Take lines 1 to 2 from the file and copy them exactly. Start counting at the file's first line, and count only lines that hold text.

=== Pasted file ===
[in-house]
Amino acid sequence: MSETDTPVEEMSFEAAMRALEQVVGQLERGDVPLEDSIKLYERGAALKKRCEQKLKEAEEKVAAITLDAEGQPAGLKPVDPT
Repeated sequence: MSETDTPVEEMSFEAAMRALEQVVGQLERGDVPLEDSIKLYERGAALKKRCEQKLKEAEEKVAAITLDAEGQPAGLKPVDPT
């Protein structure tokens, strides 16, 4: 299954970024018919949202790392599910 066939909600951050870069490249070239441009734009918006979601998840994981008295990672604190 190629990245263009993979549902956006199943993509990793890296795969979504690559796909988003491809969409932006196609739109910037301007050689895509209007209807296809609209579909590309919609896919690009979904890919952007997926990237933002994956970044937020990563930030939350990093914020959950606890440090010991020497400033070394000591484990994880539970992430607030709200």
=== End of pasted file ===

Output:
[in-house]
Amino acid sequence: MSETDTPVEEMSFEAAMRALEQVVGQLERGDVPLEDSIKLYERGAALKKRCEQKLKEAEEKVAAITLDAEGQPAGLKPVDPT